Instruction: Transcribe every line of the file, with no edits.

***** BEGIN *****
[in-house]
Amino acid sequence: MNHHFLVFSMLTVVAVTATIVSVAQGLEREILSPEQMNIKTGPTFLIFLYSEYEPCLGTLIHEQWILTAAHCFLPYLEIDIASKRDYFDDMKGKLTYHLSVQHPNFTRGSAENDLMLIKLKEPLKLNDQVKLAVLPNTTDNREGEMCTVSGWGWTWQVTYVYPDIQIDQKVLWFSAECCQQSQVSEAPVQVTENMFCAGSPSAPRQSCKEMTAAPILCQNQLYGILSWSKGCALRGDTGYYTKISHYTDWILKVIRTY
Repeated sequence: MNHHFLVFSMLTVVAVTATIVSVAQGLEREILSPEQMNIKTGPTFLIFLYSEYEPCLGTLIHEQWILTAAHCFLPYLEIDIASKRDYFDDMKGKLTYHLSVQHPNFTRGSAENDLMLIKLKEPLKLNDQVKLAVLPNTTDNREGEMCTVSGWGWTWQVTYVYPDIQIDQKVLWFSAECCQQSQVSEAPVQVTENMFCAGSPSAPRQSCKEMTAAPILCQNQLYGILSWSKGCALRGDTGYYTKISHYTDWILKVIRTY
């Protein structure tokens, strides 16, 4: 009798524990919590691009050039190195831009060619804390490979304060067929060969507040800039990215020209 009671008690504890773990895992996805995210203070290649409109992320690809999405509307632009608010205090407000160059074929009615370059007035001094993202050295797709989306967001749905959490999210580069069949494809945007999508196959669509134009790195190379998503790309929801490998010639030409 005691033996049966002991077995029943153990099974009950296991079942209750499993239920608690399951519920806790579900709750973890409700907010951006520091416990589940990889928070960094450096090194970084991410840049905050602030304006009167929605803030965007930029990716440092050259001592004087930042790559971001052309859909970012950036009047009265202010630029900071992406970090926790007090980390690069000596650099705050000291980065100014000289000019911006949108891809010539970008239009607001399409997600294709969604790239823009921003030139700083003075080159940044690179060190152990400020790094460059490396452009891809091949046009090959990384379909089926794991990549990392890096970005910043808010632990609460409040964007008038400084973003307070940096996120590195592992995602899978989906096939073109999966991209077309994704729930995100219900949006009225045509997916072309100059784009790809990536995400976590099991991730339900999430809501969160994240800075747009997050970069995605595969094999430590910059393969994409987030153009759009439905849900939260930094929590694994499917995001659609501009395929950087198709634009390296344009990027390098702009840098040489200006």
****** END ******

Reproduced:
[in-house]
Amino acid sequence: MNHHFLVFSMLTVVAVTATIVSVAQGLEREILSPEQMNIKTGPTFLIFLYSEYEPCLGTLIHEQWILTAAHCFLPYLEIDIASKRDYFDDMKGKLTYHLSVQHPNFTRGSAENDLMLIKLKEPLKLNDQVKLAVLPNTTDNREGEMCTVSGWGWTWQVTYVYPDIQIDQKVLWFSAECCQQSQVSEAPVQVTENMFCAGSPSAPRQSCKEMTAAPILCQNQLYGILSWSKGCALRGDTGYYTKISHYTDWILKVIRTY
Repeated sequence: MNHHFLVFSMLTVVAVTATIVSVAQGLEREILSPEQMNIKTGPTFLIFLYSEYEPCLGTLIHEQWILTAAHCFLPYLEIDIASKRDYFDDMKGKLTYHLSVQHPNFTRGSAENDLMLIKLKEPLKLNDQVKLAVLPNTTDNREGEMCTVSGWGWTWQVTYVYPDIQIDQKVLWFSAECCQQSQVSEAPVQVTENMFCAGSPSAPRQSCKEMTAAPILCQNQLYGILSWSKGCALRGDTGYYTKISHYTDWILKVIRTY
């Protein structure tokens, strides 16, 4: 009798524990919590691009050039190195831009060619804390490979304060067929060969507040800039990215020209 009671008690504890773990895992996805995210203070290649409109992320690809999405509307632009608010205090407000160059074929009615370059007035001094993202050295797709989306967001749905959490999210580069069949494809945007999508196959669509134009790195190379998503790309929801490998010639030409 005691033996049966002991077995029943153990099974009950296991079942209750499993239920608690399951519920806790579900709750973890409700907010951006520091416990589940990889928070960094450096090194970084991410840049905050602030304006009167929605803030965007930029990716440092050259001592004087930042790559971001052309859909970012950036009047009265202010630029900071992406970090926790007090980390690069000596650099705050000291980065100014000289000019911006949108891809010539970008239009607001399409997600294709969604790239823009921003030139700083003075080159940044690179060190152990400020790094460059490396452009891809091949046009090959990384379909089926794991990549990392890096970005910043808010632990609460409040964007008038400084973003307070940096996120590195592992995602899978989906096939073109999966991209077309994704729930995100219900949006009225045509997916072309100059784009790809990536995400976590099991991730339900999430809501969160994240800075747009997050970069995605595969094999430590910059393969994409987030153009759009439905849900939260930094929590694994499917995001659609501009395929950087198709634009390296344009990027390098702009840098040489200006």